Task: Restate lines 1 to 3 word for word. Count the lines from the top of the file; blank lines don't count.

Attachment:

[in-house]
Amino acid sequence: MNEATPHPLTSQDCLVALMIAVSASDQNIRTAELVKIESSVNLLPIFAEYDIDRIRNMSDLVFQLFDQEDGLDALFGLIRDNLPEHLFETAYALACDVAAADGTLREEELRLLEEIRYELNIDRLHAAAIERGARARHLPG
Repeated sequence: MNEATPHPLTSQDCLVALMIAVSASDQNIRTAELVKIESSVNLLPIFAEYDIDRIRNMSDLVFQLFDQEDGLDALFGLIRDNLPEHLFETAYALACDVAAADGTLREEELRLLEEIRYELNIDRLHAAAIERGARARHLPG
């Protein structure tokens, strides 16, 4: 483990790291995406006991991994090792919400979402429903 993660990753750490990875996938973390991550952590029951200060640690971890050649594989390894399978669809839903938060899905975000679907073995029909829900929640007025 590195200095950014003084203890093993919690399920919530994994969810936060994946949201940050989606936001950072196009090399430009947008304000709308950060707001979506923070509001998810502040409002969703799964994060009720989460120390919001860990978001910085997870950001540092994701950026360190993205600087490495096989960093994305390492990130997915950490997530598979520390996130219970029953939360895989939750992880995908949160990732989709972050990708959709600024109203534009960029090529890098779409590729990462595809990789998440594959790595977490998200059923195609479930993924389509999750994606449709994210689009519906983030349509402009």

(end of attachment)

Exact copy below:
[in-house]
Amino acid sequence: MNEATPHPLTSQDCLVALMIAVSASDQNIRTAELVKIESSVNLLPIFAEYDIDRIRNMSDLVFQLFDQEDGLDALFGLIRDNLPEHLFETAYALACDVAAADGTLREEELRLLEEIRYELNIDRLHAAAIERGARARHLPG
Repeated sequence: MNEATPHPLTSQDCLVALMIAVSASDQNIRTAELVKIESSVNLLPIFAEYDIDRIRNMSDLVFQLFDQEDGLDALFGLIRDNLPEHLFETAYALACDVAAADGTLREEELRLLEEIRYELNIDRLHAAAIERGARARHLPG